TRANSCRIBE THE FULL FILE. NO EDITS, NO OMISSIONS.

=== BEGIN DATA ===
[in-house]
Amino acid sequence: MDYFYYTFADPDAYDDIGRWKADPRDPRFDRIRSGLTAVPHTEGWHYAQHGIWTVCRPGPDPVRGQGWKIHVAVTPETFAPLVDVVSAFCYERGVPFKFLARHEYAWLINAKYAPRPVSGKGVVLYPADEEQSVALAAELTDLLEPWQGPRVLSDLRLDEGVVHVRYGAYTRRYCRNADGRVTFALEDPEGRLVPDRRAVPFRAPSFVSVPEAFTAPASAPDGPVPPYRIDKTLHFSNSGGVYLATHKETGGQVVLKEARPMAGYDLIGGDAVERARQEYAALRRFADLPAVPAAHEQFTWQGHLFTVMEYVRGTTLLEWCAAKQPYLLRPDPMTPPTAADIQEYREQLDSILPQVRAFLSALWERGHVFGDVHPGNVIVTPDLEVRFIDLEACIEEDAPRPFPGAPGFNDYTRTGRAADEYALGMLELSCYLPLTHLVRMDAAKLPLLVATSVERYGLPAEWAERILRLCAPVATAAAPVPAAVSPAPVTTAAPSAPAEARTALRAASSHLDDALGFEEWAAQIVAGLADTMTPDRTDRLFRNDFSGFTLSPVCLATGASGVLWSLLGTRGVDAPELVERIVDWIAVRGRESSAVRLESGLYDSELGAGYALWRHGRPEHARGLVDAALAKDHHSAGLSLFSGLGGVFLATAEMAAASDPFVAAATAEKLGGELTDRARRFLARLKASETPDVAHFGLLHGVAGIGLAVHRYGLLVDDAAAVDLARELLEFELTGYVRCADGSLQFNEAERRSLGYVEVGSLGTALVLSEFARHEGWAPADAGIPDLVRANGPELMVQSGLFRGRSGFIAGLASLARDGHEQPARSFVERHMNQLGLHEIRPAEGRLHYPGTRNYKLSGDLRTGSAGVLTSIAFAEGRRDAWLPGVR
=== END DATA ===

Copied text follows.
[in-house]
Amino acid sequence: MDYFYYTFADPDAYDDIGRWKADPRDPRFDRIRSGLTAVPHTEGWHYAQHGIWTVCRPGPDPVRGQGWKIHVAVTPETFAPLVDVVSAFCYERGVPFKFLARHEYAWLINAKYAPRPVSGKGVVLYPADEEQSVALAAELTDLLEPWQGPRVLSDLRLDEGVVHVRYGAYTRRYCRNADGRVTFALEDPEGRLVPDRRAVPFRAPSFVSVPEAFTAPASAPDGPVPPYRIDKTLHFSNSGGVYLATHKETGGQVVLKEARPMAGYDLIGGDAVERARQEYAALRRFADLPAVPAAHEQFTWQGHLFTVMEYVRGTTLLEWCAAKQPYLLRPDPMTPPTAADIQEYREQLDSILPQVRAFLSALWERGHVFGDVHPGNVIVTPDLEVRFIDLEACIEEDAPRPFPGAPGFNDYTRTGRAADEYALGMLELSCYLPLTHLVRMDAAKLPLLVATSVERYGLPAEWAERILRLCAPVATAAAPVPAAVSPAPVTTAAPSAPAEARTALRAASSHLDDALGFEEWAAQIVAGLADTMTPDRTDRLFRNDFSGFTLSPVCLATGASGVLWSLLGTRGVDAPELVERIVDWIAVRGRESSAVRLESGLYDSELGAGYALWRHGRPEHARGLVDAALAKDHHSAGLSLFSGLGGVFLATAEMAAASDPFVAAATAEKLGGELTDRARRFLARLKASETPDVAHFGLLHGVAGIGLAVHRYGLLVDDAAAVDLARELLEFELTGYVRCADGSLQFNEAERRSLGYVEVGSLGTALVLSEFARHEGWAPADAGIPDLVRANGPELMVQSGLFRGRSGFIAGLASLARDGHEQPARSFVERHMNQLGLHEIRPAEGRLHYPGTRNYKLSGDLRTGSAGVLTSIAFAEGRRDAWLPGVR